He was on his own there, as I had no desire to sit next to a heavy smoker or even in a section of the aircraft that was full of the fug of cigarette smoke. My companion seemed disappointed, but tough. We boarded, the aircraft and found our respective seats. The plane taxied to the end of the runway ready for take-off, and a short while later we were airborne.

Some sort of a meal was served on the plane along with a drink. We were flying BA, so I was rather annoyed to be offered a can of Heineken. Surely British Airways should be offering something more local? British Rail at the time, served Ruddles County in their buffet cars , so why couldn’t the national carrier do something similar?

The flight was smooth and uneventful until we crossed the Alps, and it was then that we ran into a thunderstorm. Things got a bit bumpy after that as the aircraft was buffeted by the storm. It was getting dark as we began our descent, and periodic flashes of lightning were lighting up the cabin, when the captain’s voice came over the tannoy. He announced that due to the adverse weather conditions, we would be diverting to Milan Linate, rather than the much larger Malpensa, which is the main airportMilan.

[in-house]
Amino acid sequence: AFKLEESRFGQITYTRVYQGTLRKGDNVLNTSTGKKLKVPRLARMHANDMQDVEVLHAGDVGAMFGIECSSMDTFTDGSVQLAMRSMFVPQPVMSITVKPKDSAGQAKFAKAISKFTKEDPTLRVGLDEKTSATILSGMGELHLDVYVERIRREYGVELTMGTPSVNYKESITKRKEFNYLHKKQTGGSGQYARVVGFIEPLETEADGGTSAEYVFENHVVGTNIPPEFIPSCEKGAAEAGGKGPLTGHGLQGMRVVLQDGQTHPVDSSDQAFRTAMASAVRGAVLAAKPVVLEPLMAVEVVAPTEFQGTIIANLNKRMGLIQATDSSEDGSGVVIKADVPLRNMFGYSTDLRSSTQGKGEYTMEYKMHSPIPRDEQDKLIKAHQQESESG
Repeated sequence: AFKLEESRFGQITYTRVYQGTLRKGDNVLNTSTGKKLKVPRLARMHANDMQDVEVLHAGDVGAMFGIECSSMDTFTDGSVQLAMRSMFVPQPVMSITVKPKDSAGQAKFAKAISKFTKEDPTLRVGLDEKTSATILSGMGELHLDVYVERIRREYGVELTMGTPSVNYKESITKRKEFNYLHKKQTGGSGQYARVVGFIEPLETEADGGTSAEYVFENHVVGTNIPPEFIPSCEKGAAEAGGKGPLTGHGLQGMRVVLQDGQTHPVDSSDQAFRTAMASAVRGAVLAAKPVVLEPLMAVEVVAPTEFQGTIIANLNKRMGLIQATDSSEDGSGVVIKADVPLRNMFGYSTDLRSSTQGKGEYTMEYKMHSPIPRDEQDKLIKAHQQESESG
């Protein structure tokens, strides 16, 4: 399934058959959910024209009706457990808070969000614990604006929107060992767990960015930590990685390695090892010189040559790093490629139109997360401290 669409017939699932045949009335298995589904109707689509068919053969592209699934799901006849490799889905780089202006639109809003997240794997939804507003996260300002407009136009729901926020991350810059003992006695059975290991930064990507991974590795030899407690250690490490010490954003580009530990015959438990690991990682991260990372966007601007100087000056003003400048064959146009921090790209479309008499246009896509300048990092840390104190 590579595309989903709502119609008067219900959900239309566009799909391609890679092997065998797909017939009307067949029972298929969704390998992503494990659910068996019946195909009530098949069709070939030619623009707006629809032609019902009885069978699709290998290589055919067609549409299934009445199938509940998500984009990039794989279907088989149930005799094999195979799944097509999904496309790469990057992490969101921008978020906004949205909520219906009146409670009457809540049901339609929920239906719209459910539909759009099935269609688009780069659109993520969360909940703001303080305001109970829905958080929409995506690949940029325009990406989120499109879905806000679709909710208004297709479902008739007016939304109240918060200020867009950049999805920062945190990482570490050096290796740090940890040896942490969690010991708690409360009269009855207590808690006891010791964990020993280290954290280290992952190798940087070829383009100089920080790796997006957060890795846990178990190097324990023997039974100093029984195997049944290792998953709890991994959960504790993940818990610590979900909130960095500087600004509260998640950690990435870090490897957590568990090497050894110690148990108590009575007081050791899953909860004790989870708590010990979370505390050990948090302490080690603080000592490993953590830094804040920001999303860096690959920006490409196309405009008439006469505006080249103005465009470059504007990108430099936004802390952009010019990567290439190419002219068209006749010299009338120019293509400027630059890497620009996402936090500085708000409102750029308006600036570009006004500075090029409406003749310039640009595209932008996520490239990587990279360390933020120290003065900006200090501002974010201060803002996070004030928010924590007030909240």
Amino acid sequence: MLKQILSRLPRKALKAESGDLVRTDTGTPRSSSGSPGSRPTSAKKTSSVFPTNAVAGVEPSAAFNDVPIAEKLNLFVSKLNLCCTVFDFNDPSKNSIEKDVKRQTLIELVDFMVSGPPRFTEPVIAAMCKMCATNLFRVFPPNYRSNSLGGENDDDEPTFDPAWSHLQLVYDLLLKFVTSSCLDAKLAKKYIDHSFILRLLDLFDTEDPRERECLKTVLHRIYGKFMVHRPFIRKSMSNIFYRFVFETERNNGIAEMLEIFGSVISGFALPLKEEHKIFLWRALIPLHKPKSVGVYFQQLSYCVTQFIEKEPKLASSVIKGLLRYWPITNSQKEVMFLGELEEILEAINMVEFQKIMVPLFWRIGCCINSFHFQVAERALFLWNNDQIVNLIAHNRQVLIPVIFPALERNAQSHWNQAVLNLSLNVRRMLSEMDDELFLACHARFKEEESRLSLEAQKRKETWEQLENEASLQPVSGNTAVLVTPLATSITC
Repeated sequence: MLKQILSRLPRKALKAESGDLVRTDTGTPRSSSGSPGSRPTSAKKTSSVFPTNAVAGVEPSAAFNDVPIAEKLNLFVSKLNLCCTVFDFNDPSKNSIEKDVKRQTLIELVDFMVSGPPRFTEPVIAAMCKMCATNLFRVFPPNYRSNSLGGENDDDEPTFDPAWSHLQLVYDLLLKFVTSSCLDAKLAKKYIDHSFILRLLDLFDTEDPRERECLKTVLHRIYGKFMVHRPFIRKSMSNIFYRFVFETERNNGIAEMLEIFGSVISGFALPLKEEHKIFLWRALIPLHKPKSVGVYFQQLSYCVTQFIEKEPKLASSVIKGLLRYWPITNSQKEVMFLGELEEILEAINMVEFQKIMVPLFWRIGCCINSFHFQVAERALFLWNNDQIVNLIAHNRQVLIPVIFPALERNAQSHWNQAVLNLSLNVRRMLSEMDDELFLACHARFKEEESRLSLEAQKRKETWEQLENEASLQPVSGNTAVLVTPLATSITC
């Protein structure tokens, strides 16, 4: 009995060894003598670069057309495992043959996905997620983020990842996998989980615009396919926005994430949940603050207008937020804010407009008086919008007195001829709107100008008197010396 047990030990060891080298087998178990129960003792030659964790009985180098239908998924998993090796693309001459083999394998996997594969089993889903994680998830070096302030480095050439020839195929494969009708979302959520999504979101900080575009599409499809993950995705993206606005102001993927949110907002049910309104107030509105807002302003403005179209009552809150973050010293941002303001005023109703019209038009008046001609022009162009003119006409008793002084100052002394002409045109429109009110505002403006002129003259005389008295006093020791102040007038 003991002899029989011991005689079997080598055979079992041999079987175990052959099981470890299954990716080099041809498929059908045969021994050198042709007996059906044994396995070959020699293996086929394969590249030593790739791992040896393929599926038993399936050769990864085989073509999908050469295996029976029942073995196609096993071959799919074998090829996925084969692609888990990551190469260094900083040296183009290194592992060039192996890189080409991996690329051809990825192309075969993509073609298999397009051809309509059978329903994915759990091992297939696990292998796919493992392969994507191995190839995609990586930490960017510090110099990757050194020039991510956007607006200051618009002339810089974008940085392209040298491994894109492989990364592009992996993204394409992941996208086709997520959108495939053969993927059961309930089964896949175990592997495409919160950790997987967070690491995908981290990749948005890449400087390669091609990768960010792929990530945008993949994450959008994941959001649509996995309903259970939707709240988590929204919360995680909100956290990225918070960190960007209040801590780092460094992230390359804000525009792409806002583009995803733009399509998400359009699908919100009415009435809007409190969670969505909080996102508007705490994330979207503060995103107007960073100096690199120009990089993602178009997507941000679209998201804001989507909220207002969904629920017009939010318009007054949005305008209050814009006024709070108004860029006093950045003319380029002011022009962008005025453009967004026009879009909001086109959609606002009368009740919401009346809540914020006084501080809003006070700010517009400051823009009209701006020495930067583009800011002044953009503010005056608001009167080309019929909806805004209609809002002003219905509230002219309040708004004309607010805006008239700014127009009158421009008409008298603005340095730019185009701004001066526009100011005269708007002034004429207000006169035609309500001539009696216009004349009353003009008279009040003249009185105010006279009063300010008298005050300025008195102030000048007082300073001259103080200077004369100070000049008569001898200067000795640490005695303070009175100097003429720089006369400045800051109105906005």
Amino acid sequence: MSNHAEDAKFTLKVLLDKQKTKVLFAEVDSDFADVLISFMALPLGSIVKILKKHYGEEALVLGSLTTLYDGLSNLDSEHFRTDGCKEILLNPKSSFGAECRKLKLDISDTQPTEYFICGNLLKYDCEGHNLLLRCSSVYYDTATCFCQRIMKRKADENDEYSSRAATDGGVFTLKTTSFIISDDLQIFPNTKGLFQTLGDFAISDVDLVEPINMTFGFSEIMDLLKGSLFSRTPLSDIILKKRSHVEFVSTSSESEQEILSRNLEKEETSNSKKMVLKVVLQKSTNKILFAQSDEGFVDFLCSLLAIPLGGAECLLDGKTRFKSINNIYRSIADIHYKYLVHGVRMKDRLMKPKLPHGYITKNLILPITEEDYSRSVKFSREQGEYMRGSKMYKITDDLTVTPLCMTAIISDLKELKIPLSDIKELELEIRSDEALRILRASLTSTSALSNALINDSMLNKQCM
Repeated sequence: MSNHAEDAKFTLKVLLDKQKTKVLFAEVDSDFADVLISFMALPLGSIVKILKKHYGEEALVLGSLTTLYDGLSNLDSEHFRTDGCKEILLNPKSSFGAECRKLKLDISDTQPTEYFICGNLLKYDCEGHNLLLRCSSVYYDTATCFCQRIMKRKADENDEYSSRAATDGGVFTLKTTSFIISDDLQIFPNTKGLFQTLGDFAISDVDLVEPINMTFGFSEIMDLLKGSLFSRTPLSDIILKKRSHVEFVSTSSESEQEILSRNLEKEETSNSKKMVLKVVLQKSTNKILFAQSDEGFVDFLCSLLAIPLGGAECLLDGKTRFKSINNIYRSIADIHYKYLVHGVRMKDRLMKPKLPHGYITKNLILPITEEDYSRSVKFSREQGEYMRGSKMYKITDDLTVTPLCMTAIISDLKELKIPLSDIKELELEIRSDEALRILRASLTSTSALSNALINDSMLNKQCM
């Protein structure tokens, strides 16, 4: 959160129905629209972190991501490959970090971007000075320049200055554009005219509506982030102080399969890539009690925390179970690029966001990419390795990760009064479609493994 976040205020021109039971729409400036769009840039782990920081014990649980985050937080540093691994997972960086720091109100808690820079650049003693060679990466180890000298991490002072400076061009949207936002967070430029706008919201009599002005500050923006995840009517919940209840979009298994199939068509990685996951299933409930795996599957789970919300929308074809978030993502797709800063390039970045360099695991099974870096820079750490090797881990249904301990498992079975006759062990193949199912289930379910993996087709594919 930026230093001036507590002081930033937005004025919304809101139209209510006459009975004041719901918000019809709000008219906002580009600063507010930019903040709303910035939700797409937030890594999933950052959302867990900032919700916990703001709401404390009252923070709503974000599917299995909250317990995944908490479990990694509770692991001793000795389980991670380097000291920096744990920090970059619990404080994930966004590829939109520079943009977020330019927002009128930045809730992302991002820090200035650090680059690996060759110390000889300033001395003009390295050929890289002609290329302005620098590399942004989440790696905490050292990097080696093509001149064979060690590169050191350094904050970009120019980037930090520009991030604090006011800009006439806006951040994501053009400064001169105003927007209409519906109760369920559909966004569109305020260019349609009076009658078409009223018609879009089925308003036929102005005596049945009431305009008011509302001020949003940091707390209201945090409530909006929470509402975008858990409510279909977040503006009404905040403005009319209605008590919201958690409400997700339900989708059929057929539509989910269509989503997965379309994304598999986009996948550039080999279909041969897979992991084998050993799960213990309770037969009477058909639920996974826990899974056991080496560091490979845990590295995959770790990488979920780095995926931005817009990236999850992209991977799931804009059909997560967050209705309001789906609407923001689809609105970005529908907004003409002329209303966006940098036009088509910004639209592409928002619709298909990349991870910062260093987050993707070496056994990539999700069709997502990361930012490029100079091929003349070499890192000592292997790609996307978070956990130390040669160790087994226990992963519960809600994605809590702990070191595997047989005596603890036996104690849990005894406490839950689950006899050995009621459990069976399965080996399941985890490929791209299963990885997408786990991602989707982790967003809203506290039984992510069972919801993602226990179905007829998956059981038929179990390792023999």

Despite this drama, we landed without incident, but than came the fun bit of finding our way into the centre of Milan and locating our hotel. Because of the diversion to our flight, the airport authorities had laid on coaches to transport the diverted flights into the city but being Italy, this was not without its share of chaos and confusion.

I allowed my seasoned traveling companion to sort out which coach we needed to board, and from memory we were dropped off at Milan’s main bus station, where we were able to take a taxi to our hotel.There’s not much to say about the latter. It was pleasant enough and served a decent continental breakfast, but there was one drawback which was Ed and I had to share a room!

This was because a large trade fair was taking place in Milan at the time of our visit, one of several that occur throughout the year, and consequently, hotel rooms were at a premium. It wasn’t quite as easy to check this sort of thing in pre-internet days, but our locally based sales agent, who would be looking after us for the duration of our stay, should have known. But perhaps not, given the laid-back, easy going nature of this sharply dressed, smooth talking Italian gentleman.

We’ll be meeting him in the next installment, so I’ll end the narrative here for the time being, and then continue next time.